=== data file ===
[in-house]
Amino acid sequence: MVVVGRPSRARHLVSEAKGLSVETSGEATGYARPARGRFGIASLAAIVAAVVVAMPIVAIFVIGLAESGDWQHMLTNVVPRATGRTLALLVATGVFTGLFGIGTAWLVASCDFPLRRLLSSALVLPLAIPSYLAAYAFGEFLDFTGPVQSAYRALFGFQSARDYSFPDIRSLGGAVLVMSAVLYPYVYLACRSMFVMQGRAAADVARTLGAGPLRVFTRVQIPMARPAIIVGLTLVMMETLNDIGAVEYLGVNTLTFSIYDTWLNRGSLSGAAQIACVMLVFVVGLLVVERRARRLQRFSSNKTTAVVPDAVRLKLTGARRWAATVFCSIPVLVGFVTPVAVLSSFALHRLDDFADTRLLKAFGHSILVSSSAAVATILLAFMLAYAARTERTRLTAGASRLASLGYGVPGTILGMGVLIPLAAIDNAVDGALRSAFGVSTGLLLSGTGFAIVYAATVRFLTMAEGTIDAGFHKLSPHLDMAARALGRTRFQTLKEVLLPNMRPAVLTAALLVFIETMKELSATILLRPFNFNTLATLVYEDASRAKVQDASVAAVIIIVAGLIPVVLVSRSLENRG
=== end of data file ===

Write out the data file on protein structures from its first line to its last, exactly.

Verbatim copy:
[in-house]
Amino acid sequence: MVVVGRPSRARHLVSEAKGLSVETSGEATGYARPARGRFGIASLAAIVAAVVVAMPIVAIFVIGLAESGDWQHMLTNVVPRATGRTLALLVATGVFTGLFGIGTAWLVASCDFPLRRLLSSALVLPLAIPSYLAAYAFGEFLDFTGPVQSAYRALFGFQSARDYSFPDIRSLGGAVLVMSAVLYPYVYLACRSMFVMQGRAAADVARTLGAGPLRVFTRVQIPMARPAIIVGLTLVMMETLNDIGAVEYLGVNTLTFSIYDTWLNRGSLSGAAQIACVMLVFVVGLLVVERRARRLQRFSSNKTTAVVPDAVRLKLTGARRWAATVFCSIPVLVGFVTPVAVLSSFALHRLDDFADTRLLKAFGHSILVSSSAAVATILLAFMLAYAARTERTRLTAGASRLASLGYGVPGTILGMGVLIPLAAIDNAVDGALRSAFGVSTGLLLSGTGFAIVYAATVRFLTMAEGTIDAGFHKLSPHLDMAARALGRTRFQTLKEVLLPNMRPAVLTAALLVFIETMKELSATILLRPFNFNTLATLVYEDASRAKVQDASVAAVIIIVAGLIPVVLVSRSLENRG